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Masanori Saito, Ping Yang, Norman G. Loeb, and Seiji Kato

1. Introduction Snow plays an essential role in the surface radiation balance as well as the hydrological cycle through complex snow–atmosphere feedbacks ( Randall et al. 1994 ). In particular, surface albedo is one of the main regulators of the radiative balance over snow-covered areas. Even with a persisting snow cover, changes in snow albedo affect air temperature, snow-cover extent, and the melting of snow. Therefore, an accurate snow albedo model in conjunction with a physical snow

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David H. Miller

112JOURNAL OF METEOROLOGYVOLUME 13THE INFLUENCE OF SNOW COVER ON LOCAL CLIMATE N GREENLAND By David E. MillerQuartermaster Research and Development Command 1 (Manuscript received 13 April 1955)ABSTRACTStudy of thermal storage in the local environment (landscape and climatologic air) provides an approachto an understanding of surface-created local climates, such as those in snow-covered regions. Such a localclimate, dominated by the snow surface, occurs 40 to 45 per cent of

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Douglas G. Hahn and J. Shukla

DECEMBER1976 NOTES AND CORRESPONDENCE 2461An Apparent Relationship between Eurasian Snow Cover and Indian Monsoon Rainfall DOUGLAS G. HAHN Geophysical Fluid Dynamics Laboratory/NOAA, Princeton University, Princeton, N.J. 08540 J. SarrKZA Geophysical Fluid Dy nannies Program, Princeton Unlvers~ty, Princeton, N.J. 08540 11 August 1976

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Robert V. Dunkle and J. T. Bevans

212JOURNAL OF METEOROLOGY VOLUME 13AN APPROXIMATE ANALYSIS OF THE SOLAR REFLECTANCE AND TRANSMITTANCE OF A SNOW COVER By Robert V. Dunkle and J. T. Bevans University of California, Berkeley(Original Manuscript received 23 November 1954 ; revised manuscript received 11 August 1955)ABSTRACTThe transmittance and reflectance of a snow cover has been analyzed by use of the model of a diffusingmedium introduced by Schuster. The general case of a slab of finite thickness

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Stefan Sobolowski, Gavin Gong, and Mingfang Ting

1. Introduction a. Potential influences of snow cover on large-scale circulation Anomalous continental-scale snow cover has the potential to influence both local and downstream climate owing to its radiative and thermal properties, which act to modify the overlying atmosphere (e.g., Barnett et al. 1989 ; Cohen and Rind 1991 ; Leathers and Robinson 1993 ; Cohen and Entekhabi 2001 ). These influences may occur from regional to hemispheric spatial scales and immediate to seasonal time scales

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M. Segal, J. R. Garratt, R. A. Pielke, and Z. Ye

1024 JOURNAL OF THE ATMOSPHERIC SCIENCES VOL. 48, NO. 8Scaling and Numerical Model Evaluation of Snow-Cover Effects on the Generation and Modification of Daytime Mesoscale Circulations M. SEGAL,* J. R. GARRATT,* * R. A. PIELKEt AND Z. YE- - Department of Physics and Astronorny, University of Kansas, Lawrence, Kansas - *CSIRO Division of dtmospheric Research, Mordialloc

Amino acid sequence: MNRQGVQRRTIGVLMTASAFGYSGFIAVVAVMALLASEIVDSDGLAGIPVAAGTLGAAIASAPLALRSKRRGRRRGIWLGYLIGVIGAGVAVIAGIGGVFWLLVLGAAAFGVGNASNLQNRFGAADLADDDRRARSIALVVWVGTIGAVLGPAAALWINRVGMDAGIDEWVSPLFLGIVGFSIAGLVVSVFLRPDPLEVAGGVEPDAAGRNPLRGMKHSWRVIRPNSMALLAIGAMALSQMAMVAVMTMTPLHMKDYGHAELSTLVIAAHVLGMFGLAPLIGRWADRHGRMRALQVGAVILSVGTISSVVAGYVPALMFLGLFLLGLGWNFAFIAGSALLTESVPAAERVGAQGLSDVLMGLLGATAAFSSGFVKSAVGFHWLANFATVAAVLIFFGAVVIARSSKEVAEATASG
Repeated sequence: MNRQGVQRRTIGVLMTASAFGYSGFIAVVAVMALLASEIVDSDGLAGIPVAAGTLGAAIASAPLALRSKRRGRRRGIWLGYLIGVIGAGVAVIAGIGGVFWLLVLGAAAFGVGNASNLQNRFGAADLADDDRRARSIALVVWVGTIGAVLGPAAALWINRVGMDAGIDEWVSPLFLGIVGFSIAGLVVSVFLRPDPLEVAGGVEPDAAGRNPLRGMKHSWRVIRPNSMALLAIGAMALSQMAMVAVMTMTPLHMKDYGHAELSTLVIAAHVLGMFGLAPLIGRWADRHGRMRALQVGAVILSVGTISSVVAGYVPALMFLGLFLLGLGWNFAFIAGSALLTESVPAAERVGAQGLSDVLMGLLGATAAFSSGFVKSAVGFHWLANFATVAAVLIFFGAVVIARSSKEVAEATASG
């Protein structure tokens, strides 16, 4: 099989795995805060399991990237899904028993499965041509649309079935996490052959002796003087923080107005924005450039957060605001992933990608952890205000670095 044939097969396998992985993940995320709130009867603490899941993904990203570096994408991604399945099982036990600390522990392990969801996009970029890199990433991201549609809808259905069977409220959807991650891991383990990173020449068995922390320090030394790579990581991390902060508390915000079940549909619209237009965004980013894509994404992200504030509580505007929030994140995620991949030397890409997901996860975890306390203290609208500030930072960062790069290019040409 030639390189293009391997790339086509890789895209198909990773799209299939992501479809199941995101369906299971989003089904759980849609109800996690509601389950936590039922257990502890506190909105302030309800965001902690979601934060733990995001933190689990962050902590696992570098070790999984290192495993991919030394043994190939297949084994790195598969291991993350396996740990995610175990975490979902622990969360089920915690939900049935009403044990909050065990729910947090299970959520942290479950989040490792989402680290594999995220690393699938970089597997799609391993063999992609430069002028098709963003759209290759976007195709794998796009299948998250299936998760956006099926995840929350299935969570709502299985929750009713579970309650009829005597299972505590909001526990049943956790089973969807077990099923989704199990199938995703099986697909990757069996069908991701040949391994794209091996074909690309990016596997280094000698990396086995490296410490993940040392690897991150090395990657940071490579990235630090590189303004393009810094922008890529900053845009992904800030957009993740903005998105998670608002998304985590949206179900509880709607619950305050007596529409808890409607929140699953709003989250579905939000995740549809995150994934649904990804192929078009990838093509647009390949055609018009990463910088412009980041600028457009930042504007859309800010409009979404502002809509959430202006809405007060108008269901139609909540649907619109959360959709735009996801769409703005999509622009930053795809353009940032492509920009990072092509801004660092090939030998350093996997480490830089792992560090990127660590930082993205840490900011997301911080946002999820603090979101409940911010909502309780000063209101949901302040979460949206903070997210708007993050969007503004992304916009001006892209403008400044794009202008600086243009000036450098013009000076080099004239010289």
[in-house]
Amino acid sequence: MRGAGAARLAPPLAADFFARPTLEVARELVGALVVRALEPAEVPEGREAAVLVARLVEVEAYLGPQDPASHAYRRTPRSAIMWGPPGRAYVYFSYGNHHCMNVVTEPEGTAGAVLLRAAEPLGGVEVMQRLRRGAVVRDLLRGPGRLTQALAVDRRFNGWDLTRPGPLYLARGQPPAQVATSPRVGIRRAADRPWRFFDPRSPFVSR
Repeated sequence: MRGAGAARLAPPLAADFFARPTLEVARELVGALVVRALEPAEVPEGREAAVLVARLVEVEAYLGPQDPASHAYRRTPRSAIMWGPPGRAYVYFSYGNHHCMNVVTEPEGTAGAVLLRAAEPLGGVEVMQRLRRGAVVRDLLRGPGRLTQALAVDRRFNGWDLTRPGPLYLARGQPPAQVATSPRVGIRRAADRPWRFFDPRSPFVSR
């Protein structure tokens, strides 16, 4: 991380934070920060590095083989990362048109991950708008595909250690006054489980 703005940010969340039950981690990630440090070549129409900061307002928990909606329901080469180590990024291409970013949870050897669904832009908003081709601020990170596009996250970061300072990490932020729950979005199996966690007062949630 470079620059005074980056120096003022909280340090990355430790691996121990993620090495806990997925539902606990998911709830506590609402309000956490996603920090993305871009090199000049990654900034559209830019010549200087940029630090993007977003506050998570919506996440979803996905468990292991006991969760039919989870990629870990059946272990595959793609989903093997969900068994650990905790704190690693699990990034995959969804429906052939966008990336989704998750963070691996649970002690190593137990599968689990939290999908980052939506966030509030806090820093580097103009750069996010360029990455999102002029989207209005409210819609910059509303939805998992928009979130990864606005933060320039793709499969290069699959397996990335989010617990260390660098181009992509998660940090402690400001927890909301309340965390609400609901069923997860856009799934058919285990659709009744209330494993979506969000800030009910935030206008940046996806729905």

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T. P. Barnett, L. Dümenil, U. Schlese, E. Roeckner, and M. Latif

1 MARCH 1989 BARNETT ET AL. 661The Effect of Eurasian Snow Cover on Regional and Global Climate Variations T. P. BARNETTClimate Research Group, Scripps Institution of Oceanography, La Jolla, California L. Df0MENIL, U. SCHLESE AND E. ROECKNERMeteorologisches Institut, University of Hamburg, Hamburg, FRG M. LATIFMax-Planck-lnstitut J~r Meteorologic

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Theodore W. Letcher and Justin R. Minder

the Great Plains into the mountains. The SAF is a positive climate feedback mechanism whereby a warming climate results in reduced snow cover and, subsequently, a reduced surface albedo, thereby increasing the absorbed solar radiation and, as a result, warming at the surface. It is expected that as the climate warms, the SAF will amplify warming over mountain regions with transient snow cover (e.g., Giorgi et al. 1997 ; Salathé et al. 2008 ; Gao et al. 2011 ; Kotlarski et al. 2012 ; Letcher

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Motoi Kumai

sodium chloridenucleus concentration coincided within the experimental error with data taken from the chemical analysisof the South Pole snow cover made by several workers. It was concluded that most of the sodium chloridecontained in the South Pole snow cover was due to the sodium chloride nuclei of snow crystals.1. Introduction A knowledge of the composition of snow crystalnuclei is important in cloud physics This informationhelps to explain how ice crystals nucleate and growunder various

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Ming-Dah Chou, Li Peng, and Albert Arking

decreases at low latitudes but increases at high latitudes. Averaged over the Northern Hemisphere, the change is +2.3-C in the surface temperature and +0.47-C in the earth's brightness temperature. The increase~ in surface temperature is mainly caused by the intensified downward IR radiation in the water vapor bands at all latitudes and by the increased abgorption of solar radiation at high latitudes due to the reduction of ice/snow cover. The effects of some feedback mechanisms on the climate

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